The Perfect Campfire Series (Part I): Choosing the Right Fire Wood for a Long-Lasting Campfire
Sure, you have a stove and an oven in your RV or trailer, but camping just isn’t the same without building a proper fire. You may or may not use this fire for cooking, but a campfire is the centerpiece for storytelling, drinking, and bonding in general. Besides, just because you’ve got an RV and are not tent camping doesn’t mean you won’t be making S’mores.
For part II of this series, visit: The Perfect Campfire Series (Part I): Choosing the Right Fire Wood for a Long-Lasting Campfire.
There are several ways to build a fire, but we’ve got some tips so you build a good fire: one that doesn’t start and putter out. Plus, you don’t want a fire that is full of smoke and spark. Is there really a right way to make a fire, you ask? Well, yes, and also the type of wood that you use is most important. You can’t just throw any old branch in the fire and expect to have nice, steadily burning flames that don’t choke you with smoke and sparks. You need the right firewood for a campfire.
Different types of wood burn differently, and some are perfect for campfires. Many people think that hardwoods are the only type of wood to use for a proper fire, but that’s not true. While they do burn better than softwood, there are a few of those cheaper and easier to find softwoods that are perfectly fine for the job too. Most importantly, you never want to use wood that is still damp. Freshly cut wood just won’t do. Generally cut wood should have been sitting out for a year or two. The older, the better.
As you search for fire wood, chances are you won’t be able to tell how dry the logs truly are, but you can at the very least avoid chopping fresh wood for your camping trip. Always buy seasoned wood and look for types of wood that burn the best and longest. Buy close to the campsite, but you may want to avoid buying it at the site, where it’s not only more expensive but the wood is also often not aged long enough. With that said, many campgrounds do not allow you to bring your own firewood, so call and ask before spending tons of money on wood you will not be able to burn.
Here is our roundup for wood that will keep your campfire going for hours.
- Oak is the most popular type of firewood. It’s a hardwood that burns slowly without much smoke. It also lasts longer than most other types of firewood.
- Maple is another hardwood favorite. It is a strong wood that burns slowly and for a long time. It’s also low on smoke. The tough part is chopping this durable wood.
- Cherry Wood is perfect for cooking if you’re looking to add a little smokiness to your meats. This wood is strong and burns for a long time. It is a little smokier than oak and maple but it’s a lot easier to chop than both.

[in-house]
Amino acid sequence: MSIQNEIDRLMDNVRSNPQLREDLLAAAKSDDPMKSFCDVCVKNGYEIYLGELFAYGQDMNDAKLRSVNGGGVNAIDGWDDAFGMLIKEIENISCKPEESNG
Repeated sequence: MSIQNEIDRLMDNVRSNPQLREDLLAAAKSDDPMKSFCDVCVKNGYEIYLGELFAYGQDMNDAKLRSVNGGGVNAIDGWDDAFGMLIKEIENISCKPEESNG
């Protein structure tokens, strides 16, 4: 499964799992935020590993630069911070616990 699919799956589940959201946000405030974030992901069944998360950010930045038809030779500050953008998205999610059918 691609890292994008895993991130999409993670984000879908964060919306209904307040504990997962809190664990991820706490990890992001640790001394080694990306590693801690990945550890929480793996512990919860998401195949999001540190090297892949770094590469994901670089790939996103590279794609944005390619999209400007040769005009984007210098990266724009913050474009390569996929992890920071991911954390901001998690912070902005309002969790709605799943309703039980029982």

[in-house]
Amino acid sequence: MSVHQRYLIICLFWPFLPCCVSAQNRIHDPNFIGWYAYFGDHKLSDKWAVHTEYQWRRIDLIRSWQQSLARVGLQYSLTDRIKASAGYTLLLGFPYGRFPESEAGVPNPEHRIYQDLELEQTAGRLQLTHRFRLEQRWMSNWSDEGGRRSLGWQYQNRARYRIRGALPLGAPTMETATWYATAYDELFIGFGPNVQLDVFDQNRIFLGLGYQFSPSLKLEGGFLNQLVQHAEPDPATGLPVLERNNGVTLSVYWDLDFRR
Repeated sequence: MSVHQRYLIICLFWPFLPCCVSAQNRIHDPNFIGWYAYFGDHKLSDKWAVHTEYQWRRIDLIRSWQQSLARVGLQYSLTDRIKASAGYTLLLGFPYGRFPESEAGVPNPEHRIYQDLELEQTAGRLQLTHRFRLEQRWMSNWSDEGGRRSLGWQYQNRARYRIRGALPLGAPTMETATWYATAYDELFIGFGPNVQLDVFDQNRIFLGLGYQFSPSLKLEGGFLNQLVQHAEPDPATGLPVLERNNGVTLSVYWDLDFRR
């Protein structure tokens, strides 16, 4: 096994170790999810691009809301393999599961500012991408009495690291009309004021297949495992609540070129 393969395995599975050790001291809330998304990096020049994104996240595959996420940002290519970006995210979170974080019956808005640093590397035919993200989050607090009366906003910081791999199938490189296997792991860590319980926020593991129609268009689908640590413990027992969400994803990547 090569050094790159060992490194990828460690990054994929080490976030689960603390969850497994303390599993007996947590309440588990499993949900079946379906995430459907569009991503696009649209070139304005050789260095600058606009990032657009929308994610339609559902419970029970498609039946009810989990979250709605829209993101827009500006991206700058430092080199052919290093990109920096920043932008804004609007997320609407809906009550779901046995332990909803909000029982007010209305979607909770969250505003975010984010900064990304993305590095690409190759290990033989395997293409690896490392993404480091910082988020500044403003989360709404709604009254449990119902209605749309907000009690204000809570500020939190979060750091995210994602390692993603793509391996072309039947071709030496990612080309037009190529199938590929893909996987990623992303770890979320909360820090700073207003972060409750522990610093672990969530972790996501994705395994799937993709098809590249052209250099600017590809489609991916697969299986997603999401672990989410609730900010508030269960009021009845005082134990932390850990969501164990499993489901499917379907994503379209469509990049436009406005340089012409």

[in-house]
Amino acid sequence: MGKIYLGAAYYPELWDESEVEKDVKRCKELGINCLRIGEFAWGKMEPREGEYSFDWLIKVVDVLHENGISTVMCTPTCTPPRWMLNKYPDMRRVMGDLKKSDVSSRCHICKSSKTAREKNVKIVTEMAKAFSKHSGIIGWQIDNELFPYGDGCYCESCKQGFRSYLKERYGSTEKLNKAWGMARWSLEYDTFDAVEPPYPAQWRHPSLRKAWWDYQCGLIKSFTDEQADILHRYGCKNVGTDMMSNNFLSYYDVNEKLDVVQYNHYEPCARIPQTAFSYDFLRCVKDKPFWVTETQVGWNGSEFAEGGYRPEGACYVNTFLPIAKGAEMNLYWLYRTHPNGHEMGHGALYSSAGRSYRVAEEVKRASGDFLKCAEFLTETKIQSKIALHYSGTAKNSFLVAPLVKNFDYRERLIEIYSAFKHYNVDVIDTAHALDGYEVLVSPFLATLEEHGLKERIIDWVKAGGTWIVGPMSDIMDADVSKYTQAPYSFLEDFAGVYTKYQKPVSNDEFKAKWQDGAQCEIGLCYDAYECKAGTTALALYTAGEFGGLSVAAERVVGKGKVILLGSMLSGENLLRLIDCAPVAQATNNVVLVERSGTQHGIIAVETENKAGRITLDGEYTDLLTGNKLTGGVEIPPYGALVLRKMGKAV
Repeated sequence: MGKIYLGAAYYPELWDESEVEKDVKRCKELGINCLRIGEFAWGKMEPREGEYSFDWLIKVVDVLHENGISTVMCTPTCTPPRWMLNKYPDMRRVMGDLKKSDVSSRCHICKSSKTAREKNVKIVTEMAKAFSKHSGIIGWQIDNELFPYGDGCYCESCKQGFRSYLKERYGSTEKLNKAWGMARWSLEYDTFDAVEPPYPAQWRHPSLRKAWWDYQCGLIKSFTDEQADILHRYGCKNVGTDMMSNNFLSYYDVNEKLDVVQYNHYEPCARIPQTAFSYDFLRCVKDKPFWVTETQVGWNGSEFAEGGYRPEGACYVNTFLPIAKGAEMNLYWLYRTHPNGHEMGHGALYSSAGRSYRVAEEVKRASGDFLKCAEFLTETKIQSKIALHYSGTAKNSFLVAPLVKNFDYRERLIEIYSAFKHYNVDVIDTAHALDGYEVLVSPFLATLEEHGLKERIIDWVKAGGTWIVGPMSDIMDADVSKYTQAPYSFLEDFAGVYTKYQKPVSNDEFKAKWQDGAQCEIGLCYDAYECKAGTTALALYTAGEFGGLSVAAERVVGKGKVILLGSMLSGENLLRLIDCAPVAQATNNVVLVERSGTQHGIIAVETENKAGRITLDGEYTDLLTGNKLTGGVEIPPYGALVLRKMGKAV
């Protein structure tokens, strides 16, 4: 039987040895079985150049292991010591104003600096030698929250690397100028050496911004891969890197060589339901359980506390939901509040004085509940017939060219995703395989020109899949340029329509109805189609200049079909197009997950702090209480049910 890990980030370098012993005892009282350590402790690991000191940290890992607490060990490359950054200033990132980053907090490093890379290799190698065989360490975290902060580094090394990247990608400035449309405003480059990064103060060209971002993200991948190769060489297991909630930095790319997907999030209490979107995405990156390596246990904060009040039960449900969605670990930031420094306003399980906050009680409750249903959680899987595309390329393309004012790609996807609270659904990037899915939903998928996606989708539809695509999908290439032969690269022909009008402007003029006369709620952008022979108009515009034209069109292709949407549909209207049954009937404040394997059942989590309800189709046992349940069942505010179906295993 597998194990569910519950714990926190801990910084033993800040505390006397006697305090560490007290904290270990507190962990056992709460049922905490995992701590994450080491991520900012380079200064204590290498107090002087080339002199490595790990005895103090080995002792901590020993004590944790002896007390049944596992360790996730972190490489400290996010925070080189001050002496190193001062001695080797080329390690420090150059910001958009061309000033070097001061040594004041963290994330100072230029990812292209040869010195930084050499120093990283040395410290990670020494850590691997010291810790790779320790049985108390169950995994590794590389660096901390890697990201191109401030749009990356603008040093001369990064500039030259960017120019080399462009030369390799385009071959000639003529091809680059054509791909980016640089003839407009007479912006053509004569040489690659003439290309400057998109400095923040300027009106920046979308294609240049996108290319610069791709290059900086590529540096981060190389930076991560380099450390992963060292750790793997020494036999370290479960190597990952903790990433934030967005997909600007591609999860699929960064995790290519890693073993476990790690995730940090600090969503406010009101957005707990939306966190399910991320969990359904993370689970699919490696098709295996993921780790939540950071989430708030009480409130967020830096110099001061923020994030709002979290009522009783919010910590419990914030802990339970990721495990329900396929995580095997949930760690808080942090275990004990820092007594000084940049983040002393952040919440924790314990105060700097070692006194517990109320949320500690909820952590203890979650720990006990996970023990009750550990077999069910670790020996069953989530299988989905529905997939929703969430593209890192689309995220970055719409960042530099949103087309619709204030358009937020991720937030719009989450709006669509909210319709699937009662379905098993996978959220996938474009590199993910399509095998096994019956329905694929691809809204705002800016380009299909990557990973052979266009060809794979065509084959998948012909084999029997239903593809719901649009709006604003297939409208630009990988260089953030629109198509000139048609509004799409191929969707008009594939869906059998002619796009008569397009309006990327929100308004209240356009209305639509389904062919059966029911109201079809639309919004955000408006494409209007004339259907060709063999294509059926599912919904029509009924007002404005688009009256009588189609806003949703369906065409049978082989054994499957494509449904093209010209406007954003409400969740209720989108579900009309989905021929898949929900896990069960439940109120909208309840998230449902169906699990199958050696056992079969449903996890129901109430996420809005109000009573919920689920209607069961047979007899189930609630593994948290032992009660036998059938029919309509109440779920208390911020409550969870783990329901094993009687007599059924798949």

- Ash is the most common type of wood you’ll find. It’s tough and it burns slowly. It’s easy to split and plentiful in most areas.
- Fruit Tree Wood from orange, apple, lemon, and lime trees is wonderful because of the aroma. These woods have little spark and burn for quite a while.
- Pine is a softwood that burns nicely. It’s easy to split but it does burn quickly and is not ideal for producing heat. You’ll need lots of this wood for a long-burning fire.
- Fir is another softwood that gets relatively hot, or at least hotter than pine, and doesn’t produce much ash at all. It’s easy to split and sparks only moderately. This is one wood that you can’t be impatient with. Fir must be seasoned at least a year to dry and burn efficiently.
Next, you’ll need to pick the right spot, prepare a pit and build your campfire. You’ll find these topics in Part II of QRV’s Perfect Campfire Series. Stay tuned each week for this and other informative articles that’ll make your adventures as amazing as they can be.
Always make sure you have insurance. Keep your RV away from the campfire, but kitchen fires do happen quite often. If you need assistance finding out if you’re properly protected with your current RV insurance, call the trust Insurance Specialist at QRV: 866-501-733
The information in this article was obtained from various sources. This content is offered for educational purposes only and does not represent contractual agreements, nor is it intended to replace manuals or instructions provided by the manufacturer or the advice of a qualified professional. The definitions, terms, and coverage in a given policy may be different than those suggested here and such policy will be governed by the language contained therein. No warranty or appropriateness for a specific purpose is expressed or implied.